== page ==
Donald Trump had to be held back from joining his enraged, rioting supporters — even after the president was told they were armed — in their assault on the U.S. Capitol, according to astonishing testimony to the Jan. 6 committee Tuesday from a former top White House aide.
Trump, spewing expletives, was so angry at being told he had to return to the White House that he tried to grab the steering wheel of the presidential limousine away from his driver, the aide said, relating what she was told by the White House deputy chief of staff for operations.
Cassidy Hutchinson, a key staffer to White House Chief of Staff Mark Meadows at the time of the attack and the sole live witness Tuesday, revealed eye-popping details about the conduct of Trump, Meadows and other White House officials on Jan. 6, 2021.
She also told of an earlier incident in which Trump was so furious with Attorney General Bill Barr that, Hutchinson was told, Trump threw his lunch at the wall — she asked what had happened when she saw “ketchup dripping down the wall” in the Oval Office dining room.
At the Ellipse
Hutchinson was with Trump and a handful of staffers and family members offstage before the president’s speech at the White House Ellipse on Jan. 6.
She told the committee Tuesday she overheard Trump complaining about the crowd looking too small on TV, due to the presence of magnetometers, known as “mags” for short, screening attendees for weapons.
“I don’t effing care that they have weapons,” Trump said, according to Hutchinson, speaking of his supporters. “They’re not here to hurt me. Take the effing mags away. Let my people in. They can march to the Capitol from here.”
Despite pleading from the staffers in the White House Counsel’s Office, Trump wanted to join his backers at the Capitol, and told them during the speech he would be with them.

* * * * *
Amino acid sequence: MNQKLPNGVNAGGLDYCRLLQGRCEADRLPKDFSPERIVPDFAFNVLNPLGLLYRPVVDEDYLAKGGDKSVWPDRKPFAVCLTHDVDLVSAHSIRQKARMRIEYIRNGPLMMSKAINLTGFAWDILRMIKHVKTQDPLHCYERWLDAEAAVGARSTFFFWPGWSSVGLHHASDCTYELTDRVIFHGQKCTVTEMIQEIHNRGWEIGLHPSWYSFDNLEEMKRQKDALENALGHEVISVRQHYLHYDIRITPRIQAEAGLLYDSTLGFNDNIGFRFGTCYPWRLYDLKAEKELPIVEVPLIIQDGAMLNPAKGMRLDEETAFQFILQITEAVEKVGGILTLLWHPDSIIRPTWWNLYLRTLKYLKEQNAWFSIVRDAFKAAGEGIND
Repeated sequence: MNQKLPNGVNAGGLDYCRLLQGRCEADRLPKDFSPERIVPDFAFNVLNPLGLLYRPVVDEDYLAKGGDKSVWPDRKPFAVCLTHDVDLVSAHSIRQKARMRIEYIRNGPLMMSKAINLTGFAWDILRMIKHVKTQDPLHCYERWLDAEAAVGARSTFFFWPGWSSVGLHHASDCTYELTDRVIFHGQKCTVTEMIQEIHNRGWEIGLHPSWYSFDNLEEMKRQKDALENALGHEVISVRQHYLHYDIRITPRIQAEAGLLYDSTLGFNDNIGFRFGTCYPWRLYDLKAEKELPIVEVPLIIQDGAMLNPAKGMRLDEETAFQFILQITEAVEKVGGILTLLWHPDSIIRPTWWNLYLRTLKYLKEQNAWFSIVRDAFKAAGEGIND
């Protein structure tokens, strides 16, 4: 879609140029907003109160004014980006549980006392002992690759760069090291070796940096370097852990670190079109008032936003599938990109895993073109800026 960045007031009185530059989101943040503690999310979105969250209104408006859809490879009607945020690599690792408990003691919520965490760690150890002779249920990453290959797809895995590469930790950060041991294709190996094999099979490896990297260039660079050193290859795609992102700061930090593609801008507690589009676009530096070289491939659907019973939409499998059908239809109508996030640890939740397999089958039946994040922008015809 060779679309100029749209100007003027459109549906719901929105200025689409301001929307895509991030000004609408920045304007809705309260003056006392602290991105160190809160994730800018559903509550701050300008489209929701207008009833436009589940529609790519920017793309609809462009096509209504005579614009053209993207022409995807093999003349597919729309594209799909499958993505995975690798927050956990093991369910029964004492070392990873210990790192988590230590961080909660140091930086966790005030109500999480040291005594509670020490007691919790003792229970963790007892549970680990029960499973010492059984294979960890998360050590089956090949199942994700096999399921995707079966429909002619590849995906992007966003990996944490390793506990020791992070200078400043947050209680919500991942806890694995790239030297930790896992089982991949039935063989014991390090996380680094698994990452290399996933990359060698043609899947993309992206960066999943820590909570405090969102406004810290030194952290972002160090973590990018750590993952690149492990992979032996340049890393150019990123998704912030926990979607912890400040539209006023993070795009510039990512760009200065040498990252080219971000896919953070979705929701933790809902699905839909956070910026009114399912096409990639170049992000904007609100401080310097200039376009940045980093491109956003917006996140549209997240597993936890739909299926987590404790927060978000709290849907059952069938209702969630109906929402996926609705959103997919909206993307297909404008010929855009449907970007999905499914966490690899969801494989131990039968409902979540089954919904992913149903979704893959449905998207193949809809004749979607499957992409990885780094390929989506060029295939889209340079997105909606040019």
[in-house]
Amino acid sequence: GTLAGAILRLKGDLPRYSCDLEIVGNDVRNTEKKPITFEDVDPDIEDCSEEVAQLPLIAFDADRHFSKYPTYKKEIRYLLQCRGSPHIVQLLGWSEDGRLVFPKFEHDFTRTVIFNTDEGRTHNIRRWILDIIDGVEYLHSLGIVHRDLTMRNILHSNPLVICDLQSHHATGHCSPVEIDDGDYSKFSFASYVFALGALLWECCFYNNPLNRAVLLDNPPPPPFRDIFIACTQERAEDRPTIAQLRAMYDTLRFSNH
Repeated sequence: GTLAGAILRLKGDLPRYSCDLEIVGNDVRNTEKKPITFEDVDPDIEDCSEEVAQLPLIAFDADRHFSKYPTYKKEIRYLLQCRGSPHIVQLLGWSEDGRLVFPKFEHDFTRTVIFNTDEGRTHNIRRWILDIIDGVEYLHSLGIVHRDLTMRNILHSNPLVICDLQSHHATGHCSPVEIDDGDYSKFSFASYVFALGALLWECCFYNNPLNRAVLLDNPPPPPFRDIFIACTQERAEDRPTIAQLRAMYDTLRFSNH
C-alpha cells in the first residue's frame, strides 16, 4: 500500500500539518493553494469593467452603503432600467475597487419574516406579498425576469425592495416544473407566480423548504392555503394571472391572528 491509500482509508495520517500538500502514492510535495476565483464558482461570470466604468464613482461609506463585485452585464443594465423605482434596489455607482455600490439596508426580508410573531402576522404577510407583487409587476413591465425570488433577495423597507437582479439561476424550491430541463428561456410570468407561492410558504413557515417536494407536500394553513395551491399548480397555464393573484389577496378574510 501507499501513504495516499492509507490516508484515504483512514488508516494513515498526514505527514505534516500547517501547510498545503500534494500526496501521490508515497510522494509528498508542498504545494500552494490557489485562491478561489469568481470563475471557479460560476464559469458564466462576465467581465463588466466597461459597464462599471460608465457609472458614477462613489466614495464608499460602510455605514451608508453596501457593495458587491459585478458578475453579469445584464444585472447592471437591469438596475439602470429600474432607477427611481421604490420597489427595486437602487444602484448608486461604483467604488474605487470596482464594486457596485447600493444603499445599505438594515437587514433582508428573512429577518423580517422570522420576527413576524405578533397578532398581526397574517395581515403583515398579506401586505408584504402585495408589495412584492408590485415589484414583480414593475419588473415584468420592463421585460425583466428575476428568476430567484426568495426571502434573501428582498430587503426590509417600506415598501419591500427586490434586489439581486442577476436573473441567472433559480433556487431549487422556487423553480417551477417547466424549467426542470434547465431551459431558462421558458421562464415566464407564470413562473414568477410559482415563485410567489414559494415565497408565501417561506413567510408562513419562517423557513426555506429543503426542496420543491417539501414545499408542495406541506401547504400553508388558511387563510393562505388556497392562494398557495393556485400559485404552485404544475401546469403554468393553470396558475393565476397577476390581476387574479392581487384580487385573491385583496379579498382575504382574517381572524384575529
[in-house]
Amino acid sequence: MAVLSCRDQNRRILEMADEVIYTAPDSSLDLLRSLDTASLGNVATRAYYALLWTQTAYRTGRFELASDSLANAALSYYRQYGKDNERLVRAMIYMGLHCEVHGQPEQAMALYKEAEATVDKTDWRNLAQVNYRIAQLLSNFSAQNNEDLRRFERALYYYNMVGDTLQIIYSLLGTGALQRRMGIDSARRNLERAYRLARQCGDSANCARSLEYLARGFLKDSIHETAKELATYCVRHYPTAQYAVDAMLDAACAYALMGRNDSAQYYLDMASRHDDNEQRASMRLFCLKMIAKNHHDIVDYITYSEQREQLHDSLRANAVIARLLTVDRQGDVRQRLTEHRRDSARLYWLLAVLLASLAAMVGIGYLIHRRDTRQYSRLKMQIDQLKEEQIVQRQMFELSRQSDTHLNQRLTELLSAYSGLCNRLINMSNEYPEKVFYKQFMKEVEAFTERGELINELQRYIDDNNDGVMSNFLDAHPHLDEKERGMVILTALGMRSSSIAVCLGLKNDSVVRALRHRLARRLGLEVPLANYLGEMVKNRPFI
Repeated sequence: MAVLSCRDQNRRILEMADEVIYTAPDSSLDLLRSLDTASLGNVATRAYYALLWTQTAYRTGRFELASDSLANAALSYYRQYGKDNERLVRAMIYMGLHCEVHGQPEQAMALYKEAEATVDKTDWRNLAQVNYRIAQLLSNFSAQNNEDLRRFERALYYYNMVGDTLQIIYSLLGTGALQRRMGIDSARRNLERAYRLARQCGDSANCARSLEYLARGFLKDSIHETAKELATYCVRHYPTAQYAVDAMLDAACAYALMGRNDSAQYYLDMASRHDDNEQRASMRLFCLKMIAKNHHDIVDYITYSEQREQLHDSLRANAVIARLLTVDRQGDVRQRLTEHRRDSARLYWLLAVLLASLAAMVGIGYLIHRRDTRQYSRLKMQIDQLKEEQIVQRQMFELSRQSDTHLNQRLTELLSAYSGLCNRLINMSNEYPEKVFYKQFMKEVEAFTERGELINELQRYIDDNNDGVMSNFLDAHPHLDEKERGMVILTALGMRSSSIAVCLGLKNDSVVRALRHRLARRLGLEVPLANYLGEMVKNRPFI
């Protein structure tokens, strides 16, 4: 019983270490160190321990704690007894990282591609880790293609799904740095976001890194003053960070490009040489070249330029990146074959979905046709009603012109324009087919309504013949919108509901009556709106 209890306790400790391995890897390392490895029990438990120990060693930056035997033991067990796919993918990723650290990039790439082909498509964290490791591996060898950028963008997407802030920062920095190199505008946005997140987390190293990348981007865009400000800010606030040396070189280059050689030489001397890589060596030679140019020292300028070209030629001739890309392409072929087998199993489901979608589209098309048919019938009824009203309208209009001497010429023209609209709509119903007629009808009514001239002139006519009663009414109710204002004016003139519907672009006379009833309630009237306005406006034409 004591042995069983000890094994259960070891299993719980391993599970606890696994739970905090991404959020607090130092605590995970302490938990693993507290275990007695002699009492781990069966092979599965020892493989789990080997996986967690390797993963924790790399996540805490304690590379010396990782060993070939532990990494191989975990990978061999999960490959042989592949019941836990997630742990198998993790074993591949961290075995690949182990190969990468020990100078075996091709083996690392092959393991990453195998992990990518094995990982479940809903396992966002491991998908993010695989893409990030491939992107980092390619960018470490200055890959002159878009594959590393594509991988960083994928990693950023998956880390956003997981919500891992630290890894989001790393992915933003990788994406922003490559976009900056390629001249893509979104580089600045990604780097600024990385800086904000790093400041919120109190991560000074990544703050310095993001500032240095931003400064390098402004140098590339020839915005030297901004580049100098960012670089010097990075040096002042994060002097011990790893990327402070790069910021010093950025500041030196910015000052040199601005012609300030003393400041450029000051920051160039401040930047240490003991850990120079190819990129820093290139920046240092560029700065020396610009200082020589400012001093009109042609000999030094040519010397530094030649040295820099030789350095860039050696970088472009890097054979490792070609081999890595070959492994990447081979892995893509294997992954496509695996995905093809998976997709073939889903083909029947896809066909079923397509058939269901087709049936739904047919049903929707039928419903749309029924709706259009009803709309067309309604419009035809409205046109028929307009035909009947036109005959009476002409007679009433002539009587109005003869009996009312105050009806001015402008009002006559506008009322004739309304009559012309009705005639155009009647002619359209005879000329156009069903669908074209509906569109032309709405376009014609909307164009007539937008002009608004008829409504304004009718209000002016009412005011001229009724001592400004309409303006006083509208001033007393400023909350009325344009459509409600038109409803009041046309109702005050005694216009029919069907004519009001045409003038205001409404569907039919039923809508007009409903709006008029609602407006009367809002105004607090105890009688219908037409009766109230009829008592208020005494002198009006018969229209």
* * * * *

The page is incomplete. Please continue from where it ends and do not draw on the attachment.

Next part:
White House Counsel Pat Cipollone told Hutchinson to keep Trump from the Capitol, saying, “We’re going to be charged with every crime imaginable” if Trump made the trip.
Ahead of the speech, Cipollone’s office and White House Senior Advisor Eric Herschmann advised Trump speechwriters to be careful with the Ellipse address, Hutchinson said.
Hutchinson testified that Herschmann told her he’d advised Trump it would be foolish to have lines the president wanted in the speech, including different versions of “fight for Trump,” a promise he’d be at the Capitol and an implication Vice President Mike Pence could have a role in overturning the election.
“Mr. Herschmann and (the) White House Counsel’s Office were urging the speechwriters to not include that language for legal concerns,” Hutchinson said. “And also for the optics of what it could portray the president wanting to do that day.”
But Trump included all that language in his speech anyway.
Trump grabs for steering wheel
After his speech, Trump still demanded to be taken to the Capitol, Hutchinson said.
Shortly after Trump and his entourage returned to the White House, Deputy White House Chief of Staff for Operations Tony Ornato called Hutchinson into his office, where Bobby Engel, the head of Trump’s security detail was sitting, Hutchinson said.
Ornato told Hutchinson that when Trump got into the presidential limousine after the speech, the president was under the impression –— based on what Meadows had told Trump immediately before he took the stage — that he could still go to the Capitol.